Seoul, Seoul, South Korea
    • The Chinese University of Hong Kong
      • Department of Sociology
      Hong Kong, Hong Kong
  • 2011–2014
    • CHA University
      • Department of Applied Bioscience
      Sŏul, Seoul, South Korea
    • Konyang University Hospital
      Gaigeturi, Jeju, South Korea
  • 2010–2014
    • University of Texas MD Anderson Cancer Center
      • Department of Experimental Therapeutics
      Houston, Texas, United States
    • Inha University Hospital
      Sinhyeon, South Gyeongsang, South Korea
    • Hanyang University Medical Center
      Sŏul, Seoul, South Korea
  • 2009–2014
    • Yonsei University
      • • Department of Oral Biology
      • • Department of Internal Medicine
      Sŏul, Seoul, South Korea
  • 2008–2014
    • Chosun University
      Gwangju, Gwangju, South Korea
    • Sooam Biotech Research Foundation
      Sŏul, Seoul, South Korea
    • Kangwon National University
      • Department of Molecular Bioscience
      Gangneung, Gangwon, South Korea
  • 2006–2014
    • University of Seoul
      Sŏul, Seoul, South Korea
  • 2002–2014
    • Hanyang University
      • Division of Chemical Engineering and Bioengineering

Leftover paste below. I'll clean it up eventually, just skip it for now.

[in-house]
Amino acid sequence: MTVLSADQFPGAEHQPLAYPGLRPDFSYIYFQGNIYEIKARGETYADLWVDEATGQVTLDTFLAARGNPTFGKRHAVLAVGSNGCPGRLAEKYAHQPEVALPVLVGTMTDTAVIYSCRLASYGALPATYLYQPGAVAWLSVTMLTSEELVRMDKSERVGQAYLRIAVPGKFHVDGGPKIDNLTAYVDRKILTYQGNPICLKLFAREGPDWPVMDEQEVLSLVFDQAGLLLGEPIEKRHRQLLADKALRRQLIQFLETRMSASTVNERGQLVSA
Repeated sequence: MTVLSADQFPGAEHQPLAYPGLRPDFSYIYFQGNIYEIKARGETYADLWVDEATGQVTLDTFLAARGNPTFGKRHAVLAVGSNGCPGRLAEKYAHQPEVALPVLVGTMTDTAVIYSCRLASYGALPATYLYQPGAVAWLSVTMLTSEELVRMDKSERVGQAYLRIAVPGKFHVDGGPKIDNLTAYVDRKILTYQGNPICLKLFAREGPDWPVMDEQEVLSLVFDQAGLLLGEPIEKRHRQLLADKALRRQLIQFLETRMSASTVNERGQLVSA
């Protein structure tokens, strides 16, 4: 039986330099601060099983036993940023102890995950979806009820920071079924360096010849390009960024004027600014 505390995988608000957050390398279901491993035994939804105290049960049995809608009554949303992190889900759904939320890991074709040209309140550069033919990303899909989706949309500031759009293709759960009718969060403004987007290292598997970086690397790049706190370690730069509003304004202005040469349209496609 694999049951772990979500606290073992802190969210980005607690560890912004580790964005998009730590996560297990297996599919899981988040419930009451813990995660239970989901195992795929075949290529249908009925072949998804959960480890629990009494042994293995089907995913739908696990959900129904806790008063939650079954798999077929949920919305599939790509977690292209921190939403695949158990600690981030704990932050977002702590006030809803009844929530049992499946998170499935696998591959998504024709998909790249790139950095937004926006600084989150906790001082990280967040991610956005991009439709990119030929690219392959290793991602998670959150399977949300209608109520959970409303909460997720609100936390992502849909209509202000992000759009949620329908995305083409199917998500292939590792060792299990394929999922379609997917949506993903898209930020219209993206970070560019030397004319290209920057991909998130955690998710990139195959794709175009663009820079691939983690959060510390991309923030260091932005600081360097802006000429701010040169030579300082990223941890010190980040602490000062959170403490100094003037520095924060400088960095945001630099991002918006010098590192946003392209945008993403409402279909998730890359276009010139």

Sŏul, Seoul, South Korea
  • 2012–2013
    • Korea Institute of Science and Technology
      Sŏul, Seoul, South Korea
    • Kyungpook National University
      • • School of Food Science and Biotechnology
      • • School of Applied Biosciences
      Daikyū, Daegu, South Korea
    • Ewha Womans University
      • Department of Internal Medicine
      Sŏul, Seoul, South Korea
  • 2010–2013
    • Gyeongsang National University
      • Institute of Agriculture and Life Science
      Shinshū, South Gyeongsang, South Korea
  • 2005–2013
    • Seoul National University
      • • Department of Orthopaedic Surgery
      • • College of Veterinary Medicine
      Sŏul, Seoul, South Korea
  • 2007–2012
    • Korea University
      Sŏul, Seoul, South Korea
  • 2004–2012
    • Samsung Medical Center
      • Department of Radiology
      Sŏul, Seoul, South Korea
  • 2010–2011
    • The Ohio State University
      • College of Pharmacy
      Columbus, Ohio, United States
  • 2006–2011
    • Konkuk University
      • • Department of Chemical Engineering
      • • Department of Bioscience and Technology
      Seoul, Seoul, South Korea